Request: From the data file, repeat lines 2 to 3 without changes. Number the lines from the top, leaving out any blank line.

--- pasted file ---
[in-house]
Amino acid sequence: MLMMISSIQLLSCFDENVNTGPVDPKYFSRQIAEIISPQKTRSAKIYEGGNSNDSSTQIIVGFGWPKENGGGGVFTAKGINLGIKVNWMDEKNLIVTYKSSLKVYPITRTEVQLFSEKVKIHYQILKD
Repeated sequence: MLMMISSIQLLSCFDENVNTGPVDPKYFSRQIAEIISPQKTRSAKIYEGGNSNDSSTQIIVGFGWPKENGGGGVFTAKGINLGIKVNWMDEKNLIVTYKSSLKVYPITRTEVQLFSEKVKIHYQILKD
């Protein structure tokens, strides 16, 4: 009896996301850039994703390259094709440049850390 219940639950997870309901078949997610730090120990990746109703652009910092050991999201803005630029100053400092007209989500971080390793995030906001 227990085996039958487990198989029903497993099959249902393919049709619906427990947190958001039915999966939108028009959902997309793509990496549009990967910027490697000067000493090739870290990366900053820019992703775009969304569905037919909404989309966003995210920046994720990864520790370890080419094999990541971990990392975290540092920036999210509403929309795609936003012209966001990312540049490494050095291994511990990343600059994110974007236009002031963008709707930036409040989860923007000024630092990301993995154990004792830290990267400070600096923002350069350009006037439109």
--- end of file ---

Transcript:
Amino acid sequence: MLMMISSIQLLSCFDENVNTGPVDPKYFSRQIAEIISPQKTRSAKIYEGGNSNDSSTQIIVGFGWPKENGGGGVFTAKGINLGIKVNWMDEKNLIVTYKSSLKVYPITRTEVQLFSEKVKIHYQILKD
Repeated sequence: MLMMISSIQLLSCFDENVNTGPVDPKYFSRQIAEIISPQKTRSAKIYEGGNSNDSSTQIIVGFGWPKENGGGGVFTAKGINLGIKVNWMDEKNLIVTYKSSLKVYPITRTEVQLFSEKVKIHYQILKD